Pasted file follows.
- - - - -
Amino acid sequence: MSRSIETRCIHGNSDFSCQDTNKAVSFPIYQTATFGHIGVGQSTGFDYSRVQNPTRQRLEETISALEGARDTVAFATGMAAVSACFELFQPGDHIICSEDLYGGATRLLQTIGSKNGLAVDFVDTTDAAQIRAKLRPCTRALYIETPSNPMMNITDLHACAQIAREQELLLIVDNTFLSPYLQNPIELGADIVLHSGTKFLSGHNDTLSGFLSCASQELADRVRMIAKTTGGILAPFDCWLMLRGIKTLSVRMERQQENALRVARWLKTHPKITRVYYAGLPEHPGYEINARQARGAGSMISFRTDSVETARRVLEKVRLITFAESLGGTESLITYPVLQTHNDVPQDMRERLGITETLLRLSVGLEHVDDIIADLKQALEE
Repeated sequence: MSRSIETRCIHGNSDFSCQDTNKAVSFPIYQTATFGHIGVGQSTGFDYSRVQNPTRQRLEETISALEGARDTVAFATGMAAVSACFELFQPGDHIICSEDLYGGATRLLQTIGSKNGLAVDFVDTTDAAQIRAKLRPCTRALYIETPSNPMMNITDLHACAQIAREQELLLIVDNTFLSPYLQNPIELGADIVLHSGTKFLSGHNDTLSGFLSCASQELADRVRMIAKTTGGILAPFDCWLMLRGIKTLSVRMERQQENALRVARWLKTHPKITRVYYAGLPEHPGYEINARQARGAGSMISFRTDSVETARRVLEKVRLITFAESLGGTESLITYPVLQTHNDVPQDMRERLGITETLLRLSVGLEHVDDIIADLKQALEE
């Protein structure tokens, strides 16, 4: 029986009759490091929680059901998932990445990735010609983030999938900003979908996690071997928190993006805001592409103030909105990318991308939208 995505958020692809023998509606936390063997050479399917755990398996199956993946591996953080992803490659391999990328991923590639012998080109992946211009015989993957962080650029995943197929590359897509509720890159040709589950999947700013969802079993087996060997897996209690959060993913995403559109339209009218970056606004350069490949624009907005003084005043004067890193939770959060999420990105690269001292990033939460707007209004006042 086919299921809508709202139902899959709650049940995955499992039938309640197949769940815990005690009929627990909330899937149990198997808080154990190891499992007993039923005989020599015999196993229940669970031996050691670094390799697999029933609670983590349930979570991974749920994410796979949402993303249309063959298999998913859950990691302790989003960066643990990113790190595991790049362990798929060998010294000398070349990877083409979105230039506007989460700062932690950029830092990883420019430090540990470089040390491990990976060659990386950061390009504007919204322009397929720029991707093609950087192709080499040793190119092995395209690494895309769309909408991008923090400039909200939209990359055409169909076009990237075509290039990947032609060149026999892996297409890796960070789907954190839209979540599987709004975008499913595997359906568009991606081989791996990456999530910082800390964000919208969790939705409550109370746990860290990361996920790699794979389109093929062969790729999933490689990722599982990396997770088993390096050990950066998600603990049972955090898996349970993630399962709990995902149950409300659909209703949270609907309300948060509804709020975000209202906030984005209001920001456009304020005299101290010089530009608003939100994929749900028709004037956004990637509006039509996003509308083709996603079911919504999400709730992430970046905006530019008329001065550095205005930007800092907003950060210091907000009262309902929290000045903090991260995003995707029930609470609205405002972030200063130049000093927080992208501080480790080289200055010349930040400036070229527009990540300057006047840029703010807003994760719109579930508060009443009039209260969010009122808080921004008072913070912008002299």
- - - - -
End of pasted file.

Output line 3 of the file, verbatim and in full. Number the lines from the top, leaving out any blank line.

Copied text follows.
């Protein structure tokens, strides 16, 4: 029986009759490091929680059901998932990445990735010609983030999938900003979908996690071997928190993006805001592409103030909105990318991308939208 995505958020692809023998509606936390063997050479399917755990398996199956993946591996953080992803490659391999990328991923590639012998080109992946211009015989993957962080650029995943197929590359897509509720890159040709589950999947700013969802079993087996060997897996209690959060993913995403559109339209009218970056606004350069490949624009907005003084005043004067890193939770959060999420990105690269001292990033939460707007209004006042 086919299921809508709202139902899959709650049940995955499992039938309640197949769940815990005690009929627990909330899937149990198997808080154990190891499992007993039923005989020599015999196993229940669970031996050691670094390799697999029933609670983590349930979570991974749920994410796979949402993303249309063959298999998913859950990691302790989003960066643990990113790190595991790049362990798929060998010294000398070349990877083409979105230039506007989460700062932690950029830092990883420019430090540990470089040390491990990976060659990386950061390009504007919204322009397929720029991707093609950087192709080499040793190119092995395209690494895309769309909408991008923090400039909200939209990359055409169909076009990237075509290039990947032609060149026999892996297409890796960070789907954190839209979540599987709004975008499913595997359906568009991606081989791996990456999530910082800390964000919208969790939705409550109370746990860290990361996920790699794979389109093929062969790729999933490689990722599982990396997770088993390096050990950066998600603990049972955090898996349970993630399962709990995902149950409300659909209703949270609907309300948060509804709020975000209202906030984005209001920001456009304020005299101290010089530009608003939100994929749900028709004037956004990637509006039509996003509308083709996603079911919504999400709730992430970046905006530019008329001065550095205005930007800092907003950060210091907000009262309902929290000045903090991260995003995707029930609470609205405002972030200063130049000093927080992208501080480790080289200055010349930040400036070229527009990540300057006047840029703010807003994760719109579930508060009443009039209260969010009122808080921004008072913070912008002299």